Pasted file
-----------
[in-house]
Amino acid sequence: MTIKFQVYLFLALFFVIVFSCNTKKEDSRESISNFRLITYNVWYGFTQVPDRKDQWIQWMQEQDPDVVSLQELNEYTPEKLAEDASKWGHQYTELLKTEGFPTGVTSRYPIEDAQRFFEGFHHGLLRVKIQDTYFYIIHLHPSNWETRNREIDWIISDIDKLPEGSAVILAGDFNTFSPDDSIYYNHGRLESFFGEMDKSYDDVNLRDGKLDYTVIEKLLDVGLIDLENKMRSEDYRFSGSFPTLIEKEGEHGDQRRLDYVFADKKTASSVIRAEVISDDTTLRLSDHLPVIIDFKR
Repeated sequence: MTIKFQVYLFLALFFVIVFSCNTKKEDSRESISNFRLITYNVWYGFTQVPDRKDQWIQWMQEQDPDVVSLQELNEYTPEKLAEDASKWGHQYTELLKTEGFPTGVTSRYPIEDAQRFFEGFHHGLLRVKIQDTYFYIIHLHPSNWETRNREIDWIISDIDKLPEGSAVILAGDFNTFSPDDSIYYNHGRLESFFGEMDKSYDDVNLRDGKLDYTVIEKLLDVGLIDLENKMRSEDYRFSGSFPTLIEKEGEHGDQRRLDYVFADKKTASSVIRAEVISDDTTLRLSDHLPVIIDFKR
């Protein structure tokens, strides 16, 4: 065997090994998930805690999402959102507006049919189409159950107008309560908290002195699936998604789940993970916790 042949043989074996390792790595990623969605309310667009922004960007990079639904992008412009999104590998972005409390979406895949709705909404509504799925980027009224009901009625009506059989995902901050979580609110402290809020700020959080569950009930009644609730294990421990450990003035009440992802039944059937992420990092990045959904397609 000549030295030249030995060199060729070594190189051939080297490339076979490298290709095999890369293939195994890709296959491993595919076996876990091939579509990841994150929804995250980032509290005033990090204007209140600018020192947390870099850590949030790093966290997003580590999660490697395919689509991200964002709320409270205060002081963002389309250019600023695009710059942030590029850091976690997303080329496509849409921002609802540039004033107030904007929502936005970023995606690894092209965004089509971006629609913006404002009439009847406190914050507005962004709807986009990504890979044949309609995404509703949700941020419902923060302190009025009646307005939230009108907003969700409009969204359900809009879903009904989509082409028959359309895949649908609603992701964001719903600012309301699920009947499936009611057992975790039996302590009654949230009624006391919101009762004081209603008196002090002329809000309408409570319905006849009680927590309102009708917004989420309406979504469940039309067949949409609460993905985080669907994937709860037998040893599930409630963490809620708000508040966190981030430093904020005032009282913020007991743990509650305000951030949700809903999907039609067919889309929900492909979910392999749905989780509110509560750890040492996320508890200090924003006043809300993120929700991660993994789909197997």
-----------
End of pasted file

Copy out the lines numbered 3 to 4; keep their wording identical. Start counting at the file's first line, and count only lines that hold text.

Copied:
Repeated sequence: MTIKFQVYLFLALFFVIVFSCNTKKEDSRESISNFRLITYNVWYGFTQVPDRKDQWIQWMQEQDPDVVSLQELNEYTPEKLAEDASKWGHQYTELLKTEGFPTGVTSRYPIEDAQRFFEGFHHGLLRVKIQDTYFYIIHLHPSNWETRNREIDWIISDIDKLPEGSAVILAGDFNTFSPDDSIYYNHGRLESFFGEMDKSYDDVNLRDGKLDYTVIEKLLDVGLIDLENKMRSEDYRFSGSFPTLIEKEGEHGDQRRLDYVFADKKTASSVIRAEVISDDTTLRLSDHLPVIIDFKR
């Protein structure tokens, strides 16, 4: 065997090994998930805690999402959102507006049919189409159950107008309560908290002195699936998604789940993970916790 042949043989074996390792790595990623969605309310667009922004960007990079639904992008412009999104590998972005409390979406895949709705909404509504799925980027009224009901009625009506059989995902901050979580609110402290809020700020959080569950009930009644609730294990421990450990003035009440992802039944059937992420990092990045959904397609 000549030295030249030995060199060729070594190189051939080297490339076979490298290709095999890369293939195994890709296959491993595919076996876990091939579509990841994150929804995250980032509290005033990090204007209140600018020192947390870099850590949030790093966290997003580590999660490697395919689509991200964002709320409270205060002081963002389309250019600023695009710059942030590029850091976690997303080329496509849409921002609802540039004033107030904007929502936005970023995606690894092209965004089509971006629609913006404002009439009847406190914050507005962004709807986009990504890979044949309609995404509703949700941020419902923060302190009025009646307005939230009108907003969700409009969204359900809009879903009904989509082409028959359309895949649908609603992701964001719903600012309301699920009947499936009611057992975790039996302590009654949230009624006391919101009762004081209603008196002090002329809000309408409570319905006849009680927590309102009708917004989420309406979504469940039309067949949409609460993905985080669907994937709860037998040893599930409630963490809620708000508040966190981030430093904020005032009282913020007991743990509650305000951030949700809903999907039609067919889309929900492909979910392999749905989780509110509560750890040492996320508890200090924003006043809300993120929700991660993994789909197997």